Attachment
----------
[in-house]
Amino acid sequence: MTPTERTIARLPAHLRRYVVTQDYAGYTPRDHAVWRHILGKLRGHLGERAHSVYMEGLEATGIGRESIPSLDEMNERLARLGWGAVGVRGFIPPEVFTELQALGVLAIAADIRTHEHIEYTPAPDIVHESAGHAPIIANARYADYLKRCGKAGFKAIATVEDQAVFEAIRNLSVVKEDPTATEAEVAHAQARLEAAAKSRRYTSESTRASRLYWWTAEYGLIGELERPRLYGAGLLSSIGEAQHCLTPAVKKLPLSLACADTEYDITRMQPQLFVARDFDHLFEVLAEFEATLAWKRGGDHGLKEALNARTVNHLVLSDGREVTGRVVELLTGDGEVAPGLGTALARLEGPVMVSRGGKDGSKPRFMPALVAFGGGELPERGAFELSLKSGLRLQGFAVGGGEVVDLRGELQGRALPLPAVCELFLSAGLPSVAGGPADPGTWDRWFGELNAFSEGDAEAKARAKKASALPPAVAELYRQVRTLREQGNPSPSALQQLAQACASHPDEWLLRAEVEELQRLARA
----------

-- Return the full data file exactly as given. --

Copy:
[in-house]
Amino acid sequence: MTPTERTIARLPAHLRRYVVTQDYAGYTPRDHAVWRHILGKLRGHLGERAHSVYMEGLEATGIGRESIPSLDEMNERLARLGWGAVGVRGFIPPEVFTELQALGVLAIAADIRTHEHIEYTPAPDIVHESAGHAPIIANARYADYLKRCGKAGFKAIATVEDQAVFEAIRNLSVVKEDPTATEAEVAHAQARLEAAAKSRRYTSESTRASRLYWWTAEYGLIGELERPRLYGAGLLSSIGEAQHCLTPAVKKLPLSLACADTEYDITRMQPQLFVARDFDHLFEVLAEFEATLAWKRGGDHGLKEALNARTVNHLVLSDGREVTGRVVELLTGDGEVAPGLGTALARLEGPVMVSRGGKDGSKPRFMPALVAFGGGELPERGAFELSLKSGLRLQGFAVGGGEVVDLRGELQGRALPLPAVCELFLSAGLPSVAGGPADPGTWDRWFGELNAFSEGDAEAKARAKKASALPPAVAELYRQVRTLREQGNPSPSALQQLAQACASHPDEWLLRAEVEELQRLARA